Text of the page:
Blum & Poe | Tokyo
1-14-34 Jingumae, Shibuya
February 4 - April 1
What do Charlotte Rampling and William Eggleston have in common? Both can be found in this show of Juergen Teller’s large-format prints. Teller is also seen posing naked on the back of a donkey. In another image, Eggleston, with a cigarette in one hand and a camera around his neck, stands before a pink gorilla, whose gaze he attempts to reciprocate. In a third work, Rampling holds a fox in her hands while sitting barefoot in front of a wall of fair-faced concrete; a pair of shoes lie on a large ashtray beside her. These photographs seem simultaneously casual and staged—and this is classic Teller, just as one knows him from his portraits of other personalities in fashion, music, art, and culture since the early 1990s.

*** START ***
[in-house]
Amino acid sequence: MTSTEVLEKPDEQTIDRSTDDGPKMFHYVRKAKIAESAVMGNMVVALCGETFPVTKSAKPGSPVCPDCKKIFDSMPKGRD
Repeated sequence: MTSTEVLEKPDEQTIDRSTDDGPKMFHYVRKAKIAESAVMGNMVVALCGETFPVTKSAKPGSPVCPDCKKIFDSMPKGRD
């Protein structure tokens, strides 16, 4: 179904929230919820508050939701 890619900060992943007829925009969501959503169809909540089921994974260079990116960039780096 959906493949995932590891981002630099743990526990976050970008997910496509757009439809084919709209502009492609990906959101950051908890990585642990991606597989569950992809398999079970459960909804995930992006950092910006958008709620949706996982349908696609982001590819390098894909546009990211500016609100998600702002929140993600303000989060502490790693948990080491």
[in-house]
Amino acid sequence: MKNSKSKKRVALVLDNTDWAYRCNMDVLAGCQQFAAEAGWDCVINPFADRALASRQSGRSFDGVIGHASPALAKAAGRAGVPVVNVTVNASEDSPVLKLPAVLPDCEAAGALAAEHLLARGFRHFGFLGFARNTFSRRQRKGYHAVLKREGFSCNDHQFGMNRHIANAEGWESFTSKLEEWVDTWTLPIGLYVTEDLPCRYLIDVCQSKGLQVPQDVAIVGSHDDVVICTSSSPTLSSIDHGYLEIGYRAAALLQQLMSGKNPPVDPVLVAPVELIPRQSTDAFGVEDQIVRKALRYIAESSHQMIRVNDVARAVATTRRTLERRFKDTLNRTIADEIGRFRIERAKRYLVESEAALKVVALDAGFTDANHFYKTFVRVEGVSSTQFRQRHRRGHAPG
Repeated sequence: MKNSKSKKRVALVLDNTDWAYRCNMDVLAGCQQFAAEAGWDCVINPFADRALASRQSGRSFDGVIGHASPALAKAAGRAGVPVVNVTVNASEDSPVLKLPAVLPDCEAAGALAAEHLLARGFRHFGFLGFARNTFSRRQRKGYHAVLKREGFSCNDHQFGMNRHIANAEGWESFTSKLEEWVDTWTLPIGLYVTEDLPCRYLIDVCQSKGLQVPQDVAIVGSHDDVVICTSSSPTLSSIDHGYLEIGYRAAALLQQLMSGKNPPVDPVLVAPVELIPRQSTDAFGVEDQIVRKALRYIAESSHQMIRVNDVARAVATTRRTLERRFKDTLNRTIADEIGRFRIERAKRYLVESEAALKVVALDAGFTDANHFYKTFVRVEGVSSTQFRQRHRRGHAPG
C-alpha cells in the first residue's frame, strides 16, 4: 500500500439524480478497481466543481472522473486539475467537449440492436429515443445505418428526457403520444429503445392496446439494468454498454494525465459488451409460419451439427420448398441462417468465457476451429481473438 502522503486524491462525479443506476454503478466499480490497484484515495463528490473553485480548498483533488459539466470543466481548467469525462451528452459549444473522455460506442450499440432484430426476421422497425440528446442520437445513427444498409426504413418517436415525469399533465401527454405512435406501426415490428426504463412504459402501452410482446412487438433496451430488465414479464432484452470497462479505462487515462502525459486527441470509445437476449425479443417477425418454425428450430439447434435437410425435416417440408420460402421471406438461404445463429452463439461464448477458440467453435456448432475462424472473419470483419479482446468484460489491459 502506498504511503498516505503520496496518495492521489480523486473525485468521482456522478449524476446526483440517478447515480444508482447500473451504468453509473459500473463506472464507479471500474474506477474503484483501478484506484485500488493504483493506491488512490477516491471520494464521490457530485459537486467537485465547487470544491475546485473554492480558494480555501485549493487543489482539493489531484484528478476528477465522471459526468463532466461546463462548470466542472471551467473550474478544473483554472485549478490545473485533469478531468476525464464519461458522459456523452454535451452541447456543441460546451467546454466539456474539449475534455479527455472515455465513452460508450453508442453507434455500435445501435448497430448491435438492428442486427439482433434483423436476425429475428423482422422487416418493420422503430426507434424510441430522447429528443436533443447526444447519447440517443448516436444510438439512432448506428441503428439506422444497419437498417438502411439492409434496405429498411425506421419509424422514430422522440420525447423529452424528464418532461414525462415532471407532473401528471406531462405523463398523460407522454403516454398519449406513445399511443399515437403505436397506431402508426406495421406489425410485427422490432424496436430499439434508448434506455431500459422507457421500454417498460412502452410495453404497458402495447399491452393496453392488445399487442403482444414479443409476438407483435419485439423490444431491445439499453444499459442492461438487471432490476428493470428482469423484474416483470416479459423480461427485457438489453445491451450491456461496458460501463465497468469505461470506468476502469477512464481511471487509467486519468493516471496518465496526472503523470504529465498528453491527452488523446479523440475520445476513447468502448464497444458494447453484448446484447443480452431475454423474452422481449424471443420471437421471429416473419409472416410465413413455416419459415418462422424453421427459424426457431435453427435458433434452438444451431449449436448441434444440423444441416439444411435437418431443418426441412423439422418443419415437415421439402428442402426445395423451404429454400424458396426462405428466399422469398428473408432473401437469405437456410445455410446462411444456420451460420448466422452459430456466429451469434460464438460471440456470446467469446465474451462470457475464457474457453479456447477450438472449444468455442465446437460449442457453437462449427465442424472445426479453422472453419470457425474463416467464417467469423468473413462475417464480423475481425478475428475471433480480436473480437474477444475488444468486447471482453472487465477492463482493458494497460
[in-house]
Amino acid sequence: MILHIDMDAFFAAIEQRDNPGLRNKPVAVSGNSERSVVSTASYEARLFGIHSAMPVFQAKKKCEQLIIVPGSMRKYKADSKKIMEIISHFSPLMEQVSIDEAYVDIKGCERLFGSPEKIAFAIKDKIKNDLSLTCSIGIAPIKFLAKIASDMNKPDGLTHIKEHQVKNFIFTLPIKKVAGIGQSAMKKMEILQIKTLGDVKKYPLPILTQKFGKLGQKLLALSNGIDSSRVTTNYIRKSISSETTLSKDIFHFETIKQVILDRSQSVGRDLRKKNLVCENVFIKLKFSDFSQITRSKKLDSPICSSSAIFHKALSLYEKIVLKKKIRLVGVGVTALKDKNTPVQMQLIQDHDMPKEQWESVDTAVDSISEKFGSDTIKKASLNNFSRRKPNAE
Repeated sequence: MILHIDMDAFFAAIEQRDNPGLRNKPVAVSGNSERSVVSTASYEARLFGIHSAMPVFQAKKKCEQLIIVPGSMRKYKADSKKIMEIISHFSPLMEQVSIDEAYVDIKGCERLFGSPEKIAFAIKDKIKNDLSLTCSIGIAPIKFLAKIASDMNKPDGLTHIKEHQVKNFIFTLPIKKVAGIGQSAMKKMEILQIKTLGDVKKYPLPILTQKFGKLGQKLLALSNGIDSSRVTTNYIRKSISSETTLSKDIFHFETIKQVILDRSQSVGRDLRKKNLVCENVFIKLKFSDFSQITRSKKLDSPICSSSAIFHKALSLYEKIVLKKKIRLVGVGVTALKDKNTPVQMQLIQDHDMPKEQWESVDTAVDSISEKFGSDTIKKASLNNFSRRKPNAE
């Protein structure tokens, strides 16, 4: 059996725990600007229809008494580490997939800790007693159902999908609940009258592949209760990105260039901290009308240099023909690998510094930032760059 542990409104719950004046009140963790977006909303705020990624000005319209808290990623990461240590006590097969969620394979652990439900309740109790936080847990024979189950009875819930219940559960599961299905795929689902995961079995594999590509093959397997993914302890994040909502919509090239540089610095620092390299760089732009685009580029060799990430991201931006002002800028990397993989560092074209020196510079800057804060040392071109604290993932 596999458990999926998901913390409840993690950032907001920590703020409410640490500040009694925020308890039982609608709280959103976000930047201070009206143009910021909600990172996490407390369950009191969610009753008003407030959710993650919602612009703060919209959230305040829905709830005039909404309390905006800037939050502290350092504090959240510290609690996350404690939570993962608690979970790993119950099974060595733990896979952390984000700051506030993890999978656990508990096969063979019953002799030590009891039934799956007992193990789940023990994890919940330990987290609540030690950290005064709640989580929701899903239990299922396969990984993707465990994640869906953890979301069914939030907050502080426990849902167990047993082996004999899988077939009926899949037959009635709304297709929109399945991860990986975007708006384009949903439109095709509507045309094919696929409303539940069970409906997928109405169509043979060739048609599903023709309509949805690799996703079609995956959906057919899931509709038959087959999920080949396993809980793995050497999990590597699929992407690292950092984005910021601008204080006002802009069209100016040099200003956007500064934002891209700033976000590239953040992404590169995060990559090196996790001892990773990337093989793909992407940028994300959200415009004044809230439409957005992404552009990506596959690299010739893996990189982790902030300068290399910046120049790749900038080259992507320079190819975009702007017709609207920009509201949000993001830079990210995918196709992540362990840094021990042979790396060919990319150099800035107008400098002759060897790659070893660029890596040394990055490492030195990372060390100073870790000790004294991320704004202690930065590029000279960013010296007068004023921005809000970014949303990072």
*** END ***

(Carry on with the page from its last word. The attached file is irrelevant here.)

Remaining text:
At the heart of this exhibition, however, are not silver-screen greats such as Rampling and artist grandees like Eggleston but rather frogs, countless frogs. More than thirty framed images of green, yellow-orange, brown to black, spotted, speckled frogs, supplied with warts or smoothly glistening, come across as awkward but, in a certain way, at one with themselves. They’re arranged on, with, and around white plates. The seemingly arbitrary hanging of these small-format images supports the multiplicity of the pictured creatures and at first doesn’t allow the search for a typology of frog forms to arise within the viewer. The exhibition space, with its open glass front onto the Yoyogi Park and its extension of the gallery into office spaces, completes the way with which the amphibians join the society of fox, donkey, and gorilla and communicate with the celebrities of this world. But the frogs are the actual stars of the show––every single one of them.
Translated from German by Diana Reese.